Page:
Monday, 15 February 2016

The people at the Turkish border are not fleeing from Aleppo city.


Via Facebook, via Petri Krohn

1) The people at the Turkish border are not fleeing from Aleppo city. This would be impossible, as they would have to cross the battle lines twice and pass through government-held territory. If anyone from the rebel-held east Aleppo was actually fleeing to Turkey, they would have to go west to Idleb province and enter Turkey at the Bab al-Hawa border crossing.

Map source: AFP Graphics

2) The internally displaced people at the Turkish border fence at the Bab al-Salame border crossing are all coming from within the Azaz corridor. The whole area is about to fall in the near days to Kurds, the Islamic State or to the Syrian Arab Army. Unless it is taken over by a Turkish invasion force or maybe by Russian peacekeepers.

3) There is no "offensive" in Aleppo city at the moment. The battle lines between rebel-held east Aleppo and government-held west Aleppo have remained relatively constant for the last 3 years.

4) The number of people in rebel-held east Aleppo has been estimated to be under 50,000 people. (The number 350,000 might be the number of people in all of rebel-held Aleppo province.)

5) It is the 1.5 million people in government-held west Aleppo that have been under siege and "trapped" for large part of the last 3 years. The desert road connecting Aleppo to the rest of Syria was last opened only in November 2015, after a ISIS and moderate rebel offensive that once again blocked it.

Waiting for the gate to open - Bulent Kilic, AFP, February 9, 2016

I’ve been photographing this war for five years and right now it’s one of the critical points in this conflict. One of the critical points before came when the opposition took over the main road between Turkey and Aleppo.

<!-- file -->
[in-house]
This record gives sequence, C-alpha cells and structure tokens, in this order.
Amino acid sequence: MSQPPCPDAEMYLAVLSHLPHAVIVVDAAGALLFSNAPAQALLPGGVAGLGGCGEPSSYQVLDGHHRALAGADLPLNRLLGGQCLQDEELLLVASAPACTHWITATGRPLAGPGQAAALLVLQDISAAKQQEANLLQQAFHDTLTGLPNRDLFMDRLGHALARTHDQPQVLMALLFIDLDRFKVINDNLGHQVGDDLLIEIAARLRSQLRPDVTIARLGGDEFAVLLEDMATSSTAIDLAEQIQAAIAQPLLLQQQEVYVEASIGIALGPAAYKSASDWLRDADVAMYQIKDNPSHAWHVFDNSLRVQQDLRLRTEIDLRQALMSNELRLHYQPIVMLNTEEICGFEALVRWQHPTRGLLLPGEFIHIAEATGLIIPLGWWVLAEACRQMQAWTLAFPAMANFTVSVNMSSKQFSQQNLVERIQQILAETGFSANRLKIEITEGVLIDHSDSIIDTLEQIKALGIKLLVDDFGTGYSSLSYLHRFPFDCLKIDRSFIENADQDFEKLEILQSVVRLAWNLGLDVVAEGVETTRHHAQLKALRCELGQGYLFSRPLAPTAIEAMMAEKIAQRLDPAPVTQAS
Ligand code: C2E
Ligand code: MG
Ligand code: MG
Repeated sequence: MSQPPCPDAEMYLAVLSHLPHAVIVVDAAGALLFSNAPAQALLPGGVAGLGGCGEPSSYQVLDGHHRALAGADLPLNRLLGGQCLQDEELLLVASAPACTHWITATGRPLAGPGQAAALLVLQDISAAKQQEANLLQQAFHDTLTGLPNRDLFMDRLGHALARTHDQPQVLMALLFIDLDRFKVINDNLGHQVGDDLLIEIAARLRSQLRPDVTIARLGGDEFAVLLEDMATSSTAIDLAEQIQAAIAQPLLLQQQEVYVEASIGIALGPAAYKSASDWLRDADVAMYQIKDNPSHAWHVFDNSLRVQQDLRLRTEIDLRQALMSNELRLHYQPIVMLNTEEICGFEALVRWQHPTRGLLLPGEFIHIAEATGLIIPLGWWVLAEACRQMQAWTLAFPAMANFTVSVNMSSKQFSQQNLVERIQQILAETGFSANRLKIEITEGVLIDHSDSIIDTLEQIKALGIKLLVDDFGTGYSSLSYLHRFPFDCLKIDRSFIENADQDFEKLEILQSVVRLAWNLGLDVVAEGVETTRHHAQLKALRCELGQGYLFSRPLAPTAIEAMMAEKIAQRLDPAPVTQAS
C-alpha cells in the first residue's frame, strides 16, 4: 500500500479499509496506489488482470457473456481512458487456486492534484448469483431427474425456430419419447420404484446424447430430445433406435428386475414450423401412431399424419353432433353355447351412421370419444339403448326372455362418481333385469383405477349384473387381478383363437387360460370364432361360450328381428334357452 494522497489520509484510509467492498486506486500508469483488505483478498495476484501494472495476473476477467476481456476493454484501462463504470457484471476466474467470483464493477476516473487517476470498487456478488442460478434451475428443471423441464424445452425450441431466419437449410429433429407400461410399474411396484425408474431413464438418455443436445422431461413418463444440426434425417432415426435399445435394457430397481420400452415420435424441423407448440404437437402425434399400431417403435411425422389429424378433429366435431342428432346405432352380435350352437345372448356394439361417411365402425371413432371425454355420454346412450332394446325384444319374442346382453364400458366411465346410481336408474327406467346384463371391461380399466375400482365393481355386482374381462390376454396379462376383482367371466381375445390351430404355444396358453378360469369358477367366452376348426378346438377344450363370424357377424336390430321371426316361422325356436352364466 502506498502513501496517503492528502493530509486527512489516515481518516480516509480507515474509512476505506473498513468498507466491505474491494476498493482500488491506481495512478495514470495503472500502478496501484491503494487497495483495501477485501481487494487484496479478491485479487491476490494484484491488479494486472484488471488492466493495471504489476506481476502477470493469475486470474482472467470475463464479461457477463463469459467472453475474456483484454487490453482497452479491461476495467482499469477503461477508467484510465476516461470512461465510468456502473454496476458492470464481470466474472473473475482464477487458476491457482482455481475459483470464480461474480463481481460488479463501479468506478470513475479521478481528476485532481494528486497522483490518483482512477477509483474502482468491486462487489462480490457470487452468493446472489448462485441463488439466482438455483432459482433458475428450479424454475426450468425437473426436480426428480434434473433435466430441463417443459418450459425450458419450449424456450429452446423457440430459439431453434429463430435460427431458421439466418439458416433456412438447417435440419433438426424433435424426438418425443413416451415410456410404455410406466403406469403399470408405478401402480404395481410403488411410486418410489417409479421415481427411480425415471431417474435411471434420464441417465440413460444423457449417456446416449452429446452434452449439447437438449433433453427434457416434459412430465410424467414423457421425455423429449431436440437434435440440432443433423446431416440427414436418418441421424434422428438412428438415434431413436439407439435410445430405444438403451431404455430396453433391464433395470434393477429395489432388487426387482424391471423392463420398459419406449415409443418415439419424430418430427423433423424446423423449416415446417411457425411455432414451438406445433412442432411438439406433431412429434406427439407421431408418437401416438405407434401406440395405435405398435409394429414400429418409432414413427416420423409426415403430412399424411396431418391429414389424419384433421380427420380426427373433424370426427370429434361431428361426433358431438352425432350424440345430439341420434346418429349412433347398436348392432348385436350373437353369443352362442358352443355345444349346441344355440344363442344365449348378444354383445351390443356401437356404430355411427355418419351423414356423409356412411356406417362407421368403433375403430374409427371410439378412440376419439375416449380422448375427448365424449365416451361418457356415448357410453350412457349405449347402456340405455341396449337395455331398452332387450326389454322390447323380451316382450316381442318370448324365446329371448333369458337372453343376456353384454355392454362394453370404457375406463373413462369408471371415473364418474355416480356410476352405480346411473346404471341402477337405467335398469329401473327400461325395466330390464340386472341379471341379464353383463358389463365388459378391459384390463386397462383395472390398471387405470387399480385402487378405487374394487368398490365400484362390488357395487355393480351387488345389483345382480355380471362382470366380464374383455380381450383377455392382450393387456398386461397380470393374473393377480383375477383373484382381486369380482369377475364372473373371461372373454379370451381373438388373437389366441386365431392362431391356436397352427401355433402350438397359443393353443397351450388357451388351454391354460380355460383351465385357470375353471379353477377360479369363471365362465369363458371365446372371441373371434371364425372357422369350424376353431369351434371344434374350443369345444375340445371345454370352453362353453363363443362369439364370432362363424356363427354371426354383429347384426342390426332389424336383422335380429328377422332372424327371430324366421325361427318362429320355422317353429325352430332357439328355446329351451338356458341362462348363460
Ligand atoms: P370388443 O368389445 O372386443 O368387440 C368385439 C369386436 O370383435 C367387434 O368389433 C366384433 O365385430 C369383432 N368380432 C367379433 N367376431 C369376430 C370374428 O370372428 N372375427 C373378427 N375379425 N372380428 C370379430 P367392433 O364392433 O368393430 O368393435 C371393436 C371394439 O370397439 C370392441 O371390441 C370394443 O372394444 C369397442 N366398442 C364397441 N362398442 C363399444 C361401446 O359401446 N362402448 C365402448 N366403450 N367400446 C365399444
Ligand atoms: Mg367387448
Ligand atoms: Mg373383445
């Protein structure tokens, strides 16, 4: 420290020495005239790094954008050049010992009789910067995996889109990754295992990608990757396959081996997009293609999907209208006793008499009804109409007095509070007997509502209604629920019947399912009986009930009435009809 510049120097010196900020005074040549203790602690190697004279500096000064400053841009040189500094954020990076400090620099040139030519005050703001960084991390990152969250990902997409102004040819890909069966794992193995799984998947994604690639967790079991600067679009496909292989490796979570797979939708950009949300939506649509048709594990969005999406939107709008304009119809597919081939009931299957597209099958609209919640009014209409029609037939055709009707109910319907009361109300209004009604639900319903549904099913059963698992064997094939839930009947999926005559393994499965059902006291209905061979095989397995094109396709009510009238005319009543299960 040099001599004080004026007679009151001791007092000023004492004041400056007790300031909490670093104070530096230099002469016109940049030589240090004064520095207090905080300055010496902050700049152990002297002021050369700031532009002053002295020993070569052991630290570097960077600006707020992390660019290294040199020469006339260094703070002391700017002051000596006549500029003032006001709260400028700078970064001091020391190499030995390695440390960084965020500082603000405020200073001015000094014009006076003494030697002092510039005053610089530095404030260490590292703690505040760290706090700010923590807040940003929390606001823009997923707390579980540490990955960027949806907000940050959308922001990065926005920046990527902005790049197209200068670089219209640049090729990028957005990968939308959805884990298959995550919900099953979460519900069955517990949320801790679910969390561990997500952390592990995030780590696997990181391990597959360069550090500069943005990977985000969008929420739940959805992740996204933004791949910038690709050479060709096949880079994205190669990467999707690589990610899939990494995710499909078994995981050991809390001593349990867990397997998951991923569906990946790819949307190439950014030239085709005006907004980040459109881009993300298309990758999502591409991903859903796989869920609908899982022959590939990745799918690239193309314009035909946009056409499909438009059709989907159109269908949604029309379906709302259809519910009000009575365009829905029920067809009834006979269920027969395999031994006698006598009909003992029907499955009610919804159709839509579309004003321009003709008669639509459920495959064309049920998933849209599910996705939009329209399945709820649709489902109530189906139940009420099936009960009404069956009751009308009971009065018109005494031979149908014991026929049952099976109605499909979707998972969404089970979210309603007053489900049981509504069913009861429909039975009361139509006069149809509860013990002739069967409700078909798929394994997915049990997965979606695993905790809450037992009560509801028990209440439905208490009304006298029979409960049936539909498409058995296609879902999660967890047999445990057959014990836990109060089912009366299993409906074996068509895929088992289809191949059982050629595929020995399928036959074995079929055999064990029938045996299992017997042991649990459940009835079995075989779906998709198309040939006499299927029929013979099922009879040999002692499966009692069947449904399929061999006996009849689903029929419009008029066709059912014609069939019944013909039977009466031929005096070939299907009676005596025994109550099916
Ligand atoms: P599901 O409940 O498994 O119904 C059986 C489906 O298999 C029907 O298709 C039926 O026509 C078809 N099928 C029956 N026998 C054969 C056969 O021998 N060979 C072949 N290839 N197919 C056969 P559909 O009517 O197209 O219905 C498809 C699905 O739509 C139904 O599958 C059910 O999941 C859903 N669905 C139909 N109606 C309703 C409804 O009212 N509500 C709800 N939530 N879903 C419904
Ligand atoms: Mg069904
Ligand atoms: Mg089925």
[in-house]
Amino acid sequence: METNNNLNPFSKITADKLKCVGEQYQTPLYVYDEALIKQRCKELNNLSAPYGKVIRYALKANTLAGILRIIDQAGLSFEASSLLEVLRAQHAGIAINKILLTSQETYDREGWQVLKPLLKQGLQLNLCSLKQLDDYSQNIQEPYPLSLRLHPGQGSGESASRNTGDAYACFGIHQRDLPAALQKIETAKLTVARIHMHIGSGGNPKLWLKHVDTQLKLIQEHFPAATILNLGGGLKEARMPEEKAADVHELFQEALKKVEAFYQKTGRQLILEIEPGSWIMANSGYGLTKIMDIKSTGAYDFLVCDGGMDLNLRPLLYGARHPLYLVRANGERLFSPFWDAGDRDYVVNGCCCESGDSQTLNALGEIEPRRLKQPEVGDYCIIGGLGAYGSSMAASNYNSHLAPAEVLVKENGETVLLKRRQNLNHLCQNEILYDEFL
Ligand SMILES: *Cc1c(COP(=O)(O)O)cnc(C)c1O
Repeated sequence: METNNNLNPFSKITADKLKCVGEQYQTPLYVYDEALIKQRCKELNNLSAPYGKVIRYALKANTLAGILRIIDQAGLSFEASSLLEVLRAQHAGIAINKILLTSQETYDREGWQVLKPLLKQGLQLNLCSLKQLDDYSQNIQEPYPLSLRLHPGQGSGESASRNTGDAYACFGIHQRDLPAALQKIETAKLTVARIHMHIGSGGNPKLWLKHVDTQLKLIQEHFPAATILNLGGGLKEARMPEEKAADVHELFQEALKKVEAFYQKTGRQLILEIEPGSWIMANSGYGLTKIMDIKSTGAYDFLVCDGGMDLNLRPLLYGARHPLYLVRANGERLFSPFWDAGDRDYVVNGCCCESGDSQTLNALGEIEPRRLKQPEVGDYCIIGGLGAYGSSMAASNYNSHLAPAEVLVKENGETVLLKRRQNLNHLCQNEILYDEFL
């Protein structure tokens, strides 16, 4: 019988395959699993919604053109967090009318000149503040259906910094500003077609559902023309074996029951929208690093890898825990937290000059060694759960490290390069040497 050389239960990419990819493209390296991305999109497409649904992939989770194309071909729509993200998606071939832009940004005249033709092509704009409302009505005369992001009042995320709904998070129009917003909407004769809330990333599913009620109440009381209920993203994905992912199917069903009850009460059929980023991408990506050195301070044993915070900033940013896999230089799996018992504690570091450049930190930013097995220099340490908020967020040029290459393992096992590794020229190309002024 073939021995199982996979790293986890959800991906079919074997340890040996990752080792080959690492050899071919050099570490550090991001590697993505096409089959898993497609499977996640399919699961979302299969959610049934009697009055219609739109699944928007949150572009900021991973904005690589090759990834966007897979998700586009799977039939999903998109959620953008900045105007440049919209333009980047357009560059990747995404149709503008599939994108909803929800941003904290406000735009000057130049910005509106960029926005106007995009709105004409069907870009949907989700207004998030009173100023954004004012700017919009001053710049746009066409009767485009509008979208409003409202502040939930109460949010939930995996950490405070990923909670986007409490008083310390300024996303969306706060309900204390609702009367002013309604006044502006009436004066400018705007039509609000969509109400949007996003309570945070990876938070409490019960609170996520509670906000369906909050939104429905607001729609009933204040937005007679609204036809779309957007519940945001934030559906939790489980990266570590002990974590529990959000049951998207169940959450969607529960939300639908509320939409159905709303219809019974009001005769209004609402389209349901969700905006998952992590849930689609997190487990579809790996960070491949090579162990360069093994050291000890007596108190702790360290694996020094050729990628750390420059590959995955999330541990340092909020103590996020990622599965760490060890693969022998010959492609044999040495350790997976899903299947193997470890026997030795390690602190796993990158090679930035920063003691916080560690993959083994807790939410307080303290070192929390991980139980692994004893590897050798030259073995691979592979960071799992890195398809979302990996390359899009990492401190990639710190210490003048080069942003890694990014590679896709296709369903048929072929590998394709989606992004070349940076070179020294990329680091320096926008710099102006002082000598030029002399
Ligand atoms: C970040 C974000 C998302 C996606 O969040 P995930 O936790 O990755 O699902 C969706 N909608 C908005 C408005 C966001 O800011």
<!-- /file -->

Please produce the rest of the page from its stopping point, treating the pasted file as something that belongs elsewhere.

And now the regime and the Russian forces are trying to take this road back. This is important, because it’s the main road to the people still inside Aleppo. If the regime retakes it, you will have a huge exodus of people pouring out and coming here, to the gate. Hundreds of thousands will come. The opposition fighters, their families.

And if they come and if Turkey still won’t open the gate, they’ll just spread out along the border fence and push through, like they did before.

I was here in June, when you had Kurdish forces battling Islamic State jihadists for control of Tal Abyad village. As the fighting raged, all of the sudden thousands of people appeared from behind a hill and swarmed toward the border fence and pushed through it. It all happened within a matter of minutes.

That’s exactly what will happen if more people arrive here and Turkey doesn’t open the gate. They’ll just push through.

To be sure, there is a difference between now and last June. Last June, the people were literally running from a war that was raging a kilometer behind them.
Today, they’re fleeing fighting that for the moment a way’s away. The balance of power is changing and they have to run again.

But if thousands more come and if they don’t open the gate, they’ll go to the fence. And if thousands of them go to the fence, there’s nothing you can do. You can’t shoot them as they’re trying to climb over it. Turkey will have no choice but to open the gate.

I guess you can say that for the moment, the refugees gathering here don’t have the same type of urgency. Or rather, there is urgency, but there isn’t the same edge. They all asked me “When are they going to open the gate? When are they going to open the gate?”

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